Anthony Barboza, World Saxophone Quartet - David Murray, Julius Hemphill, Oliver Lake, Hamiet Bluiett, ​1977. Four men stand across the square frame holding saxophones to their mouths, shadows cast up against the backdrop.
Anthony Barboza, Leroy Jenkins - Musician, ​1978. Subject's upper body in right-center of square frame. He holds a violin in crossed arms.
Anthony Barboza, Still I See Ya! The Voices 20 x 24 Polaroid, NYC, 1993/2017. Manipulated color photograph. Subject stands in center with a top hat covering his eyes, arms crossed in front of his chest and bound by thick chains.
Anthony Barboza, Bloods, NYC 20 x 24 Polaroid, 1993/2017. Manipulated color photograph. Subject stands shirtless with arms crossed and eyes closed; bandages cover his chest and arms.
Anthony Barboza, Voodoo Man, NYC 20 x 24 Polaroid, ​1993/2017. Manipulated color photograph. Subject's upper body in center of frame. His fingers are intertwined in front of his chest, Tape covers his eyes and mouth.
Anthony Barboza, Tongue! 20 x 24 Polaroid, NYC, ​1993/2017. Manipulated color photograph. Subject is shirtless and bound by thick ropes, sticking his tongue out.

Press Release

From 1963 to the present day, Anthony Barboza (b. 1944) has enjoyed a long career in photography. One of the most important African American photographers of his generation, Barboza has excelled at capturing his subjects both on the street and in the studio.

 

The artist began his informal training in New York City. In these early days of Barboza's interest in photography, the artist was introduced to The Kamoinge Workshop, now Kamoinge, Inc., a network of professional photographers addressing the under-representation of black photographers in the art world. Barboza is now president of the organization.

 

In his Black Borders portrait series, Barboza photographed artists of all forms. This includes poets, painters, athletes, musicians, and more. "I lit and painted the background according to how I felt about the person," Barboza told the New York Times in 2009, "You'll see my feelings in my photographs," he said. "It's also about me."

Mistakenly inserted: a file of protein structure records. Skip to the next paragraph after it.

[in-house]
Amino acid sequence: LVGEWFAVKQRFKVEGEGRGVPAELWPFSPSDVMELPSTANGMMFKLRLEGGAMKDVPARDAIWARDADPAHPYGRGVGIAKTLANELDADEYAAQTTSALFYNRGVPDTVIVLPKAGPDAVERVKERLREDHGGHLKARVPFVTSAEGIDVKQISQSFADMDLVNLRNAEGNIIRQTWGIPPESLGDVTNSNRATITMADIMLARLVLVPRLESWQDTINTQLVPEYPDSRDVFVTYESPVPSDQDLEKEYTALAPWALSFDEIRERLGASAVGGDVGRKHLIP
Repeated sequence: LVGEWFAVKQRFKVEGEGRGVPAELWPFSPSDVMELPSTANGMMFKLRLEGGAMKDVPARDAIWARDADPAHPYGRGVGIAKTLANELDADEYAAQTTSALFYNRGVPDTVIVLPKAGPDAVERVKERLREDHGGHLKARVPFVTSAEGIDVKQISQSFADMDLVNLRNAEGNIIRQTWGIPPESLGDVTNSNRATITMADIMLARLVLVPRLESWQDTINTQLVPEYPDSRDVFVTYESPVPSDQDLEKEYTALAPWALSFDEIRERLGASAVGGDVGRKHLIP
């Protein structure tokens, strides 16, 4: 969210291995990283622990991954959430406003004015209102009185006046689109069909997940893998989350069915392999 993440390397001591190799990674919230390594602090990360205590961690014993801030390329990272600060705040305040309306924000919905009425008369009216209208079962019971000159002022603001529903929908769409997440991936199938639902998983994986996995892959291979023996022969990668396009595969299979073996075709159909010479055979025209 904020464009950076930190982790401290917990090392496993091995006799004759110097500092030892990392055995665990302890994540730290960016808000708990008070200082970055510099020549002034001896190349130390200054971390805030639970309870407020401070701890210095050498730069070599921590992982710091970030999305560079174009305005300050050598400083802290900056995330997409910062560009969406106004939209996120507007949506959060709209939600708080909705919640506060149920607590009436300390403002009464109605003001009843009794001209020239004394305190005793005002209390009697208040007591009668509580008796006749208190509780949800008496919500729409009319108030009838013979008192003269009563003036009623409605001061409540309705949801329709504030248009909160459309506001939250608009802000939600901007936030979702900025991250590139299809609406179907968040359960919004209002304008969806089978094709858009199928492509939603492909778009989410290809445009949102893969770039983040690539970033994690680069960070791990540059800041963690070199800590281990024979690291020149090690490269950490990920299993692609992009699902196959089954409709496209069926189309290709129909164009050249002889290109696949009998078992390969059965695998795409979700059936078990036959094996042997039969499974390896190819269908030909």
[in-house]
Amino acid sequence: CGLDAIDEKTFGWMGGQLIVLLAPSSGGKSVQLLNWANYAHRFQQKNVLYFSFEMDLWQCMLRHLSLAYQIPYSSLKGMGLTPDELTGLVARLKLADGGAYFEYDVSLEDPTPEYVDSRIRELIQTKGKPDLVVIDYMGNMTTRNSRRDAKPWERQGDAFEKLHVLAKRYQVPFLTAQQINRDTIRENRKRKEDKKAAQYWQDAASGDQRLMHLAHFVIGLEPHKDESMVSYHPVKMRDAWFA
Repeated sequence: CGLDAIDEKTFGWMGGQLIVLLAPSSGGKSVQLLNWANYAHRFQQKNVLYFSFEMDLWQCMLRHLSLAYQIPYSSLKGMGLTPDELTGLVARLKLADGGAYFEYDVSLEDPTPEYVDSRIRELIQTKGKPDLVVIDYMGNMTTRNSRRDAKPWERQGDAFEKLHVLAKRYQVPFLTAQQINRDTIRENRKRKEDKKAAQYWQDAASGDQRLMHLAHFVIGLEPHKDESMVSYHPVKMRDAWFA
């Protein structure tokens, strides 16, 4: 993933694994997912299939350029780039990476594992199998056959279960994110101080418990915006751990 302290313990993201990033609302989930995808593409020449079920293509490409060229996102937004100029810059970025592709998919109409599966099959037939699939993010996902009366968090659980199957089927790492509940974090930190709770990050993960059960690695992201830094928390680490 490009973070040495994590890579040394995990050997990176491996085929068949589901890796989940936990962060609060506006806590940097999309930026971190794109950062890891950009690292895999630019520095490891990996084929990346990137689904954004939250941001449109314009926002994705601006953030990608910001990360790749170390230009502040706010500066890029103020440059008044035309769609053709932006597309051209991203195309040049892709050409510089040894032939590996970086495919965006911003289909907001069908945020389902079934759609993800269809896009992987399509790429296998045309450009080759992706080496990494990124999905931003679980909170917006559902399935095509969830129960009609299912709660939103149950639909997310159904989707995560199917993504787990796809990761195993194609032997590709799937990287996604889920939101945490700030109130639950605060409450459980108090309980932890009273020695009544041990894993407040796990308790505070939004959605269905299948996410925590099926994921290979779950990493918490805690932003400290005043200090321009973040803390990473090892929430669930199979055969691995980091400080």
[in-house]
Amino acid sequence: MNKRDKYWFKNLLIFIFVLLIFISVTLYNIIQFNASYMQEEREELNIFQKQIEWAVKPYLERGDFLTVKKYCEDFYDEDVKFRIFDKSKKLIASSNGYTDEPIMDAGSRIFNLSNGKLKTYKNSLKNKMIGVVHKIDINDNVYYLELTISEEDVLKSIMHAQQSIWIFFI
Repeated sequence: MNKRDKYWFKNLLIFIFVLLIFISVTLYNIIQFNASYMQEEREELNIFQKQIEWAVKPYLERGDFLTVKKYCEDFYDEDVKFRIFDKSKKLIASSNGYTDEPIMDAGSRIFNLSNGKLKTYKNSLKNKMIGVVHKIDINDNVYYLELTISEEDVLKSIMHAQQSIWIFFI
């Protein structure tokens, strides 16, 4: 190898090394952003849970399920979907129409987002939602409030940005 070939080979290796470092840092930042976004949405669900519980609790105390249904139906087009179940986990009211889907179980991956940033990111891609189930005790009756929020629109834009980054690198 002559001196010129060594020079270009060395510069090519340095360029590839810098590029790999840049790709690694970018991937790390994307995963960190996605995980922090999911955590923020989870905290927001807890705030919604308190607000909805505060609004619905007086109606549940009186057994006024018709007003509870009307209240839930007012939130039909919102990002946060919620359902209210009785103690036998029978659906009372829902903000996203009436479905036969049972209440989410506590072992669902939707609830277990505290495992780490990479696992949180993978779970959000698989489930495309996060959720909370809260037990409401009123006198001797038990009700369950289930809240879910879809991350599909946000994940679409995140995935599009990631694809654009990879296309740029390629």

His experimentation with lighting and determination to capture emotion in his images are prevalent throughout this work. In an Oral History interview with the Smithsonian, Barboza discusses the importance of lighting in these photographs: “First, it started with lighting. Each person had a different type of lighting on their portrait.” The dramatic illumination and textured backgrounds create dramatic, high-contrast compositions.

There is a clear dialogue between photographer and subject in these portraits. The full-frame, square format prints quite literally display the black borders of the film used to capture these images. In his Oral History interview, Barboza explains, “when you put the black borders together, there's no end and no beginning. There's no line there. That meant that each one of these people would relate in some ways to the others and also relate to me... So it's about a blending together of all the art forms that meant something to me.”

 

The Black Borders project received a National Endowment for the Arts grant in 1980, which allowed the artist to self-publish the series as a book with poetry by Ntozake Shange and Steven Barboza.

 

Barboza's work is included in the permanent collections of such institutions as the Museum of Modern Art, the Houston Museum of Fine Arts, Cornell University, the Schomburg Center for Research in Black Culture, the Boston Museum of Fine Arts, the Carnegie Museum of Art, the Virginia Museum of Fine Arts, and the J. Paul Getty Museum, as well as private and corporate collections.

 

Anthony Barboza's dramatic portraits from this mid-career series showcase his technical skill and creative drive, on view at the Keith de Lellis Gallery through March 10, 2017.